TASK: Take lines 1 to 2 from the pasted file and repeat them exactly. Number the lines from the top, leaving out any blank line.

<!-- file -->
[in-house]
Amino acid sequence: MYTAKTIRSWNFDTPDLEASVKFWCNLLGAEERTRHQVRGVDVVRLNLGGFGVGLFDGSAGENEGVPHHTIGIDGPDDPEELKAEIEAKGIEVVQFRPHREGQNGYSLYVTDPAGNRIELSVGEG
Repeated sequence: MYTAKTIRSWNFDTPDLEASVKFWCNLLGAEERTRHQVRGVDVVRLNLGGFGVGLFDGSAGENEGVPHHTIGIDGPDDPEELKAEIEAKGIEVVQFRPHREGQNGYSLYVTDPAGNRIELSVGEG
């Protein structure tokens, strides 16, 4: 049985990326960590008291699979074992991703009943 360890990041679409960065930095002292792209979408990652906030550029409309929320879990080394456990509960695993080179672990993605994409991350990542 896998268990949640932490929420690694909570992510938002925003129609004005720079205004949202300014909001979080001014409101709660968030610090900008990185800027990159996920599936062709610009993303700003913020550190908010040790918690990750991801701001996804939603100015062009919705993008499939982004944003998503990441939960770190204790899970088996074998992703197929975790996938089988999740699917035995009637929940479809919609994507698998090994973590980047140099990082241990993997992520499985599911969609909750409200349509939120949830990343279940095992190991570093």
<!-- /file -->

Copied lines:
[in-house]
Amino acid sequence: MYTAKTIRSWNFDTPDLEASVKFWCNLLGAEERTRHQVRGVDVVRLNLGGFGVGLFDGSAGENEGVPHHTIGIDGPDDPEELKAEIEAKGIEVVQFRPHREGQNGYSLYVTDPAGNRIELSVGEG